It is often desirable in the cosmetic/personal care product industry to provide one or more active ingredients as an emulsion, which as known in the art typically consist of a suspension of the active ingredient in the form of, e.g., oil, in an aqueous solution. In some cases a surfactant is introduced.

Recently, structured surfactants have been proposed as an alternative to the common surfactants, particularly where the suspension comprises large particles. Structured surfactants comprise of a surfactant mesophase or solid phase, usually a lamellar or G-phase, alone or more usually interspersed with an aqueous phase, and are characterized as being fluidic and non-Newtonian compositions, having the capacity to physically stabilize emulsions by virtue of the presence of the surfactant mesophase or solid phase.

SUMMARY OF THE INVENTION

The inventors of the present invention have now demonstrated that incorporation of Dead Sea water (DSW) in emulsions, particularly those for human and animal use, endows the emulsions not only with one or more of the advantages associated with products of the Dead Sea but surprisingly also with an unexpected increase in stability and further still increased viscosity, without increasing their stickiness (the unpleasant organoleptic feeling associated with emulsions). Emulsions of the invention have demonstrated an extensive stability over long periods of time, in excess of two years, even when high salt concentrations, typically known to cause separation of emulsions, have been used, as further demonstrated below.

Thus, in one aspect of the present invention, there is provided an emulsion comprising a high concentration salt solution, e.g., wherein said salt solution constitutes at least 10% of the total volume of the emulsion. In some embodiments, the salt solution is DSW. Such emulsions of the invention are considered stable emulsions, namely they do not each separate into an aqueous phase and oil phase over time. The emulsions of the present invention have demonstrated such stability over periods exceeding 2 years.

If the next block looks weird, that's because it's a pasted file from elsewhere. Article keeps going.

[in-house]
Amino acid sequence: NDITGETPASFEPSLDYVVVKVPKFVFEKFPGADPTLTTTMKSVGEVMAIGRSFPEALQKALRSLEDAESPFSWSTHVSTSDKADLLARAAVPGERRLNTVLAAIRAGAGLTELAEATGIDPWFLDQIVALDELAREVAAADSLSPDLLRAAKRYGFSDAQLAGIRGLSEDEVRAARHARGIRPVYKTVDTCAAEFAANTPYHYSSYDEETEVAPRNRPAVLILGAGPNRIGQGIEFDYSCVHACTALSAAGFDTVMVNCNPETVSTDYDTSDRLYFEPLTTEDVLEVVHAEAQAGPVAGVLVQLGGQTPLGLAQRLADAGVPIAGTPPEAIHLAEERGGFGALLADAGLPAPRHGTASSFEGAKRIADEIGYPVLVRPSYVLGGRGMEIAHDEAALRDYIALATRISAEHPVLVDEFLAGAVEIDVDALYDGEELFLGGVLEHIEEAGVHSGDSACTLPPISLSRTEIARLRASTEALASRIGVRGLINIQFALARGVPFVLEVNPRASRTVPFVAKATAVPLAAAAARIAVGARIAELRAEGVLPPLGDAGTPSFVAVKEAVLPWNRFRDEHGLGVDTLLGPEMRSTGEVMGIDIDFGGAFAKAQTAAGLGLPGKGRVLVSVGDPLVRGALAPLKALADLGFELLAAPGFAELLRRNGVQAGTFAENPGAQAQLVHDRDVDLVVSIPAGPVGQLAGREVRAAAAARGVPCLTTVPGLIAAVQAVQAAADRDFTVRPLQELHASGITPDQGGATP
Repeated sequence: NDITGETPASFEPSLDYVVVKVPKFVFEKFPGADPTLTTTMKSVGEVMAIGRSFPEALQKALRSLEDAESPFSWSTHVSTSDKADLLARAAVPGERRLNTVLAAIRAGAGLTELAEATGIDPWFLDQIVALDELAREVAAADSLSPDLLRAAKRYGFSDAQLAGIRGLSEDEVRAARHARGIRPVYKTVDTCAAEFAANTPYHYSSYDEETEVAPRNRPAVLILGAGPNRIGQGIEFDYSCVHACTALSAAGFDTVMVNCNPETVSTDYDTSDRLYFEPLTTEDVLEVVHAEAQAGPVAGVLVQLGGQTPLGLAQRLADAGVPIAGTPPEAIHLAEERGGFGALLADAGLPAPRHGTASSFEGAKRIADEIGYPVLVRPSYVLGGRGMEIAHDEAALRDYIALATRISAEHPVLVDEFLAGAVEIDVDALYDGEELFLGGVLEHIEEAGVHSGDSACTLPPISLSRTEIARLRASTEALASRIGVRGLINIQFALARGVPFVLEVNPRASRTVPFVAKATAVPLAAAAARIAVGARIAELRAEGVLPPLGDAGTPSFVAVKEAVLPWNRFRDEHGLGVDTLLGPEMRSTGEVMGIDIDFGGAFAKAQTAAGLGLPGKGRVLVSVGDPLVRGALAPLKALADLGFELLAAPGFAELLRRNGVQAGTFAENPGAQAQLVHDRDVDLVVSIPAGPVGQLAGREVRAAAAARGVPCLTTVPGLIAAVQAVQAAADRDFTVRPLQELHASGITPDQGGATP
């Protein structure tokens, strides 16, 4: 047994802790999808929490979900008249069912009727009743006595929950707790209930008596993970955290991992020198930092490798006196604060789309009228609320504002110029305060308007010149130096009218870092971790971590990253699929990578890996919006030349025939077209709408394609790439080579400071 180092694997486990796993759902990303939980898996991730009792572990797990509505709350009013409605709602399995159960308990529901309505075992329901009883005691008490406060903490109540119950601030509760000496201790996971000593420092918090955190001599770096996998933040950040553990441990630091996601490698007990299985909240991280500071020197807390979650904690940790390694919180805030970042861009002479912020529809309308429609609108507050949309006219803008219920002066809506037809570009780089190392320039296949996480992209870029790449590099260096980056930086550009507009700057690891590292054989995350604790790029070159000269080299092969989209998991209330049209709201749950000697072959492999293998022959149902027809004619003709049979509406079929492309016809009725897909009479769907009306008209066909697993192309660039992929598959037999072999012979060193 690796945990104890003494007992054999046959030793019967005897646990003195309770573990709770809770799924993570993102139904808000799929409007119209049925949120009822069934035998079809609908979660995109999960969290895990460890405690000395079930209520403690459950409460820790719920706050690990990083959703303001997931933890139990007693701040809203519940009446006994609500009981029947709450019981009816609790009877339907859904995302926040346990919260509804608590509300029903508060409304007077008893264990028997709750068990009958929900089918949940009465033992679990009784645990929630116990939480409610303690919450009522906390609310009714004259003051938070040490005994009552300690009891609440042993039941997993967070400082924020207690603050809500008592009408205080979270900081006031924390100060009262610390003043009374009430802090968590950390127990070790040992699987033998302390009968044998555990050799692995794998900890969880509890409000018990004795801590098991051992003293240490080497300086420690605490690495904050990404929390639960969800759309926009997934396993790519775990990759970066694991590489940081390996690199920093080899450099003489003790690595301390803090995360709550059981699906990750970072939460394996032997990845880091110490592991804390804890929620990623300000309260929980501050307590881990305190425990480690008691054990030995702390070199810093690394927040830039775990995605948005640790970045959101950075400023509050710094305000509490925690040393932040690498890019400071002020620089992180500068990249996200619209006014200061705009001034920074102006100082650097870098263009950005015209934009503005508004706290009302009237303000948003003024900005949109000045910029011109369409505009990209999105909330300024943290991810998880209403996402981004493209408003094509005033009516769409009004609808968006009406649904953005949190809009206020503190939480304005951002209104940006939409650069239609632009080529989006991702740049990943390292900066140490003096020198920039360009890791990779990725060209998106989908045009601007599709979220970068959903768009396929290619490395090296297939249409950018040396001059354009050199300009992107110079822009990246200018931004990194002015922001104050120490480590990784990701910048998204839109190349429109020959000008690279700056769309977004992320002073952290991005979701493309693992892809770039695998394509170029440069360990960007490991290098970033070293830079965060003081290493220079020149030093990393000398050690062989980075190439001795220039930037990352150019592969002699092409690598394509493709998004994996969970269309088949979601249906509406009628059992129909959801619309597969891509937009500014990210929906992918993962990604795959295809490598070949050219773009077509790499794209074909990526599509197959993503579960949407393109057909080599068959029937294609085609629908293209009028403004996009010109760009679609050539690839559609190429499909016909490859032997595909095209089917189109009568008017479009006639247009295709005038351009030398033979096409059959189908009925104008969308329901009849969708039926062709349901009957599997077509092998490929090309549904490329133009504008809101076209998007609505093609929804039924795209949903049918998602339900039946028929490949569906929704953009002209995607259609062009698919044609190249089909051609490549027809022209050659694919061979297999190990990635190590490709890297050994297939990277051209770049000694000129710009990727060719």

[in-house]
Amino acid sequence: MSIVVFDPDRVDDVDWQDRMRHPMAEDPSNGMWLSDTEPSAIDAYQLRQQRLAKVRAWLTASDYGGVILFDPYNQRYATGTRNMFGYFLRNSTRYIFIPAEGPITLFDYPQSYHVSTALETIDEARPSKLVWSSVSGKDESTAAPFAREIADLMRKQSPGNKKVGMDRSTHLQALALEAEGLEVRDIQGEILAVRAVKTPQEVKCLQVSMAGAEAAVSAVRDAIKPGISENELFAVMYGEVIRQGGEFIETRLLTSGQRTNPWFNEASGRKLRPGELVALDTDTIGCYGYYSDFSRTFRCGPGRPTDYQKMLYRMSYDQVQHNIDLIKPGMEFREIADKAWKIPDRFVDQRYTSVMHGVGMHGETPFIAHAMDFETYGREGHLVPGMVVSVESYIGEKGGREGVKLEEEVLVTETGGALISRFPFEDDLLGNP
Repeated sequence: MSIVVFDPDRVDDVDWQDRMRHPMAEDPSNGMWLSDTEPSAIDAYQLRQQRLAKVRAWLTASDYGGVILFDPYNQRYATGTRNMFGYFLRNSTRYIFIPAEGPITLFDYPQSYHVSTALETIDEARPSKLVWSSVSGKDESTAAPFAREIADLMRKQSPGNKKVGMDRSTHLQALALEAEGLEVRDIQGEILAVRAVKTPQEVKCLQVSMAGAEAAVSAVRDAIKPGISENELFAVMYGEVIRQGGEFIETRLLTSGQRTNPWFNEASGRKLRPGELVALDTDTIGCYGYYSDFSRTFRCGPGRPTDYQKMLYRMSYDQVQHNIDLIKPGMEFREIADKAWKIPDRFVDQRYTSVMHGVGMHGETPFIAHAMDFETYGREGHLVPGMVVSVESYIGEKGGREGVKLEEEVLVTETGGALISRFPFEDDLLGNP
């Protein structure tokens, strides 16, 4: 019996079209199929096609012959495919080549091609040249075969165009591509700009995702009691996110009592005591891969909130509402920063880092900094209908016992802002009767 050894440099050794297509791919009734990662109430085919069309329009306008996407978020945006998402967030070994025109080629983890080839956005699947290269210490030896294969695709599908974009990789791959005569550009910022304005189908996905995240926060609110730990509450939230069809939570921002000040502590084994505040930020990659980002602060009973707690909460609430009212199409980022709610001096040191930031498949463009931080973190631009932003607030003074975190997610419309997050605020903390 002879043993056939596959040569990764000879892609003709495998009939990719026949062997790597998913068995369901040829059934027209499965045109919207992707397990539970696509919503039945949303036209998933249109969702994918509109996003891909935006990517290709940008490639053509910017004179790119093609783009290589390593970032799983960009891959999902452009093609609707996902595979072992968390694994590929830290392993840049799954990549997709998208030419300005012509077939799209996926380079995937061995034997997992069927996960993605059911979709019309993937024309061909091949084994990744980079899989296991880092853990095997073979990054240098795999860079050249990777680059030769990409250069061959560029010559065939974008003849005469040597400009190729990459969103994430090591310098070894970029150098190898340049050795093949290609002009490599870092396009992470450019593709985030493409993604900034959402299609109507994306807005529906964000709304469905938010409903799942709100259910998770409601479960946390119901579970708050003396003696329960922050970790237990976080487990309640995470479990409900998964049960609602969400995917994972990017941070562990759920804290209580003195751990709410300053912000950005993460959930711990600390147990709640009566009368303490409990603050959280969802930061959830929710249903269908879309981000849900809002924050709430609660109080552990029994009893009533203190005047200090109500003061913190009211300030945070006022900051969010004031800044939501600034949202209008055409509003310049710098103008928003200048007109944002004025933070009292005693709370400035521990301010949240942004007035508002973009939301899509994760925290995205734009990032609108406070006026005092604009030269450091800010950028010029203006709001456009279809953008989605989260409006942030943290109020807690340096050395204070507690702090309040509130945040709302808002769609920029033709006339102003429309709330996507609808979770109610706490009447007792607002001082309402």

In some emulsions of the invention, the high concentration salt solution is DSW and the emulsion further comprises at least one structured surfactant. In still further embodiments, the emulsion of the invention comprises water, at least one oil, Dead Sea water (DSW), at least one structured surfactant, and optionally at least one additive.

The water may be water alone or a salt solution, e.g., having any concentration of salts (electrolytes), or a homogeneous water solution comprising other water soluble additives such natural extracts, colorants and dyes, perfumes, active ingredients, stabilizers, soluble polymers (e.g., cationic polymers) and other water-soluble materials. The water or solution may be added to the emulsion purified, e.g., distilled (once distilled, doubly distilled, triply distilled, etc), or as a solution or may originate, e.g., from the water of the DSW employed. In some embodiments, the water of the emulsion is a combination of water of the Dead Sea and water or a salt solution prepared independently.

The at least one oil comprises a substantially water-insoluble material, which may be in a liquid or solid state, in some embodiments in the form of a water-insoluble oil selected from at least one vegetable oil, at least one essential oil, at least one botanical oil, at least one mineral oil, at least one animal oil and at least one lipid.

In some embodiments, the oil is at least one vegetable oil or a mixture of vegetable oils. The at least one vegetable oil may be selected from almond, coconut, corn, castor bean, evening primrose, groundnut, meadow foam, apricot kernel, peach kernel, peanut, sunflower, safflower, soybean, avocado, rapeseed, jojoba walnut, and olive oil.